A new, and as of yet unpublished study, has raised increased concern about the relationship between rofecoxib (Vioxx), Merck’s blockbuster COX-2 inhibitor, and cardiovascular events. The study, which was presented at a meeting in Bordeaux France, was financed by the FDA in collaboration with California’s HMO giant Kaiser Permanente. The study was designed to determine if celecoxib, rofecoxib, ibuprofen, naproxen, or other NSAIDs increase the risk of acute myocardial infarction (AMI) or sudden cardiac death (SCD). Utilizing the 6-million member California database for Kaiser Permanente, all patients ages 18-84 who had taken a COX-2 inhibitor or nonselective NSAIDs between January 1999 and December 2001 were entered into the cohort. Controls were a risk-set match 4:1 on event date, birth year, gender, and health plan region. There were 8199 acute cardiac events within the study cohort (6675 AMI, 1524 SCD). The data revealed that rofecoxib use at > 25 mg per day increased the risk of acute cardiac events 3.15 fold (OR, 3.15 [1.14-8.75]). Rofecoxib at a dose < 25 mg resulted in an odds ratio of 1.29 (0.93-1.79), which was not statistically significant. When comparing low-dose rofecoxib to celecoxib (Celebrex), the risk of AMI and SCD was higher with rofecoxib (P= 0.04). Other NSAIDs, including naproxen, indomethacin, and possibly diclofenac, also increased the risk of AMI and SCD. These data will be presented in this country in October at the American College of Rheumatology. Concern about the relationship between rofecoxib and cardiac events was first raised with the publication of the VIGOR trial (N Engl J Med. 2000;343:1520-1528) which showed a relative risk of cardiac events associated with rofecoxib of 2.38 (95% CI, 1.39-4.00; P= .002). Dr. Eric Topol and colleagues from the Cleveland clinic subsequently reevaluated these data along with data from other studies and raised the concern of prothrombotic potential of COX-2 inhibitors, especially rofecoxib (JAMA. 2001;286:954-959). Their concern centered on the tendency for COX-2 inhibitors to block production of prostacyclin—thus blocking antiaggregatory and vasodilatory effects, while having no effect on thromboxane, which is responsible for platelet aggregation. Blockage of thomboxane is a COX-1 effect and accounts for the majority of the cardioprotective effects of aspirin and other NSAIDs. Rofecoxib, the most COX-2 specific of the drugs tested, may unbalance thromboxane and prostacycline accounting for the cardiovascular risk.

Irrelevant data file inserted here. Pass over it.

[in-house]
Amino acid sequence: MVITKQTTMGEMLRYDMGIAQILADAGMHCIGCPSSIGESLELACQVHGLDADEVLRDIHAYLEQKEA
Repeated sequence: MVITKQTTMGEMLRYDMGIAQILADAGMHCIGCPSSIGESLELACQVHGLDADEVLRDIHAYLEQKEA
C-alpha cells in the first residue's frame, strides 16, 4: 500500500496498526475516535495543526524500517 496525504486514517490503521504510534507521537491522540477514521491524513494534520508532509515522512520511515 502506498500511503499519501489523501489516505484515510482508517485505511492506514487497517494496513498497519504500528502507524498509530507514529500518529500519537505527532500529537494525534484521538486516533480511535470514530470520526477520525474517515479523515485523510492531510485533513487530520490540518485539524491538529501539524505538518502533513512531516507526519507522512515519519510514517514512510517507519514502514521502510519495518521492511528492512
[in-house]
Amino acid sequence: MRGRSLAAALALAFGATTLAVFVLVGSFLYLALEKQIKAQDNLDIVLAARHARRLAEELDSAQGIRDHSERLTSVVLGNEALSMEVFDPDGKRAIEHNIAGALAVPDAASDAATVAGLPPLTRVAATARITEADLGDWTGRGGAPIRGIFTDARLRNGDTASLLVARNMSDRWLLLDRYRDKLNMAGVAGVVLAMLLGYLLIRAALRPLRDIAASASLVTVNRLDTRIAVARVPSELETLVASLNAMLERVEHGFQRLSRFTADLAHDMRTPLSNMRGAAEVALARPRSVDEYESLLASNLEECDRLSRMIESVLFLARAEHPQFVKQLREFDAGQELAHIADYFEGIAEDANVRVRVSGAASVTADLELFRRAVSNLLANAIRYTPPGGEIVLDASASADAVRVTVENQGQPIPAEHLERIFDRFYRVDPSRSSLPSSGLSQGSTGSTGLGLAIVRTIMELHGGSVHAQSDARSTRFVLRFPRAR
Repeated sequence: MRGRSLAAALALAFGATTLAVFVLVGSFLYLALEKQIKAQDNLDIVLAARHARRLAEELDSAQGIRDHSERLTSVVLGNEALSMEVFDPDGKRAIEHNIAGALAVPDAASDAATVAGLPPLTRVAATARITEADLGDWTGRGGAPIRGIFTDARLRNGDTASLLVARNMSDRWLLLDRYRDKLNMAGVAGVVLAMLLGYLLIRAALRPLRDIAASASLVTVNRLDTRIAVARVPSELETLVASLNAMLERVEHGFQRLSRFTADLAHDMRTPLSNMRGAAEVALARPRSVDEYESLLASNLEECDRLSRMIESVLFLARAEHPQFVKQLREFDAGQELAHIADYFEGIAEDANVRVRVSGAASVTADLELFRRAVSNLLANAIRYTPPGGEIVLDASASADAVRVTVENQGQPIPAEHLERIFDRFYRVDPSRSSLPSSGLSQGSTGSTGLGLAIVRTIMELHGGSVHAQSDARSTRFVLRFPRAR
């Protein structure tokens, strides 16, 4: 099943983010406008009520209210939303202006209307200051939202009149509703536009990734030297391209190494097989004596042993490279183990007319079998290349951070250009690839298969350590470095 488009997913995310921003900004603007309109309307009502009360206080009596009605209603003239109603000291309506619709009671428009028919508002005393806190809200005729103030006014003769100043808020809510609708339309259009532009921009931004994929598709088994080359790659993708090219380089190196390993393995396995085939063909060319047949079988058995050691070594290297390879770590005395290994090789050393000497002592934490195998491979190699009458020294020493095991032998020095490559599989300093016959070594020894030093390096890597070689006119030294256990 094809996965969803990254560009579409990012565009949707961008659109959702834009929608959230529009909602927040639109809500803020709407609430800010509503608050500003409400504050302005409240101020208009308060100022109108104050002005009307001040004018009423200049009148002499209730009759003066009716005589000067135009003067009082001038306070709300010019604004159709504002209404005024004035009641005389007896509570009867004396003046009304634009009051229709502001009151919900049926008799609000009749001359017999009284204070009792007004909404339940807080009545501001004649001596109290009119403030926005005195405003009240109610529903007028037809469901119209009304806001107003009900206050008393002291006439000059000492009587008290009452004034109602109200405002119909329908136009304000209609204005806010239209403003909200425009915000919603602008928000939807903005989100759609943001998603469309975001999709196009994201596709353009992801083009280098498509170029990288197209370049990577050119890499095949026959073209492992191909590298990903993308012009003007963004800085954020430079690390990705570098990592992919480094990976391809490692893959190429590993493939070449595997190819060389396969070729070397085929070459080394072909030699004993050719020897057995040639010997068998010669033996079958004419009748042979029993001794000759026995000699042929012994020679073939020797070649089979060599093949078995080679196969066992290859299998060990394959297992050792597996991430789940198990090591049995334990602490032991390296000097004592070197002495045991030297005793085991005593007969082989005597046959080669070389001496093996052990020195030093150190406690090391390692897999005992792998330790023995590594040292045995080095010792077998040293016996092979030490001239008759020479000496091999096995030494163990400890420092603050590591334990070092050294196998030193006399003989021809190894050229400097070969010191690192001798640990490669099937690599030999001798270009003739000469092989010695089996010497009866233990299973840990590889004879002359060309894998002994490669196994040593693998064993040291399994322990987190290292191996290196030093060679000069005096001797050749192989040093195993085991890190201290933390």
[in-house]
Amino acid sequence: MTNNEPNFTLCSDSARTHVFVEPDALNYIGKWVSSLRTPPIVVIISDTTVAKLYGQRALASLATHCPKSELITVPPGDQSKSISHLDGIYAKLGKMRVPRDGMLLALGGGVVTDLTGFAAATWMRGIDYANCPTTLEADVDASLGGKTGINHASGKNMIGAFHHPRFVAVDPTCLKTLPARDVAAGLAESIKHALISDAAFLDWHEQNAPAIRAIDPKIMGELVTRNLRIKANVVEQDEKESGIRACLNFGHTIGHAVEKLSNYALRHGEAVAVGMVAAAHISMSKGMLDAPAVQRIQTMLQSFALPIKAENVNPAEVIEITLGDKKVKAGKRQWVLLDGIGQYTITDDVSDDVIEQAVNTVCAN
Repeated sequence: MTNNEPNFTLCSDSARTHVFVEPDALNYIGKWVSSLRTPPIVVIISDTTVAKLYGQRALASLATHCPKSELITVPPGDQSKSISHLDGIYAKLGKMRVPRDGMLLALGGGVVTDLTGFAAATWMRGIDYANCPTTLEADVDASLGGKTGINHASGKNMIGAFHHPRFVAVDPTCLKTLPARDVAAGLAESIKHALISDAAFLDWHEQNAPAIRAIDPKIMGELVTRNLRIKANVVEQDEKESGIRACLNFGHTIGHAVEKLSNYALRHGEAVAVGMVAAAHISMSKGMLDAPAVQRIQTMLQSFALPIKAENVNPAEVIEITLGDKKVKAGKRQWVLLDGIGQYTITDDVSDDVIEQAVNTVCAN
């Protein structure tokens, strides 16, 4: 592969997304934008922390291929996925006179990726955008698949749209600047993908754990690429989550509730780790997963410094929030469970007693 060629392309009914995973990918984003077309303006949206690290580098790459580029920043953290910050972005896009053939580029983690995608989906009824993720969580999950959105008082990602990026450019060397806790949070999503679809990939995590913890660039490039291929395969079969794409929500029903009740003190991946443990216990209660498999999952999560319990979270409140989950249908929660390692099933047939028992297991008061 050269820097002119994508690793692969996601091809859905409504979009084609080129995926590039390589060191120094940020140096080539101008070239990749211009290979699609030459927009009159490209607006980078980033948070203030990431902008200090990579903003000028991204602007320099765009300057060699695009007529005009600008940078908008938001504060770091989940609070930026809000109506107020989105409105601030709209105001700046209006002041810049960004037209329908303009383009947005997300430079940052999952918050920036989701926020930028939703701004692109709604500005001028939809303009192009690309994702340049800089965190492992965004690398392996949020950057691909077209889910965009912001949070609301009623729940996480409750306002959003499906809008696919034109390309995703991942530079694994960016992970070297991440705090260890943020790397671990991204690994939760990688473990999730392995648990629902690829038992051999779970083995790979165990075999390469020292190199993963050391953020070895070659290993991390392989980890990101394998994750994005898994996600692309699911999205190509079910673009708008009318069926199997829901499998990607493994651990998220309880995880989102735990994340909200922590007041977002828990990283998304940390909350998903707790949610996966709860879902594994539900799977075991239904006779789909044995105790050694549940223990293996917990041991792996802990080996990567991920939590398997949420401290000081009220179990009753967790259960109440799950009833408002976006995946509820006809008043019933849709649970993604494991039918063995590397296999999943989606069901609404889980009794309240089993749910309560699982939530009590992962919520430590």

Some have considered a strategy of adding aspirin to a COX-2 inhibitor, but a new study suggests that aspirin negates the GI benefits of the COX-2 inhibitor, the primary benefit of COX-2 inhibitors over nonselective NSAIDs.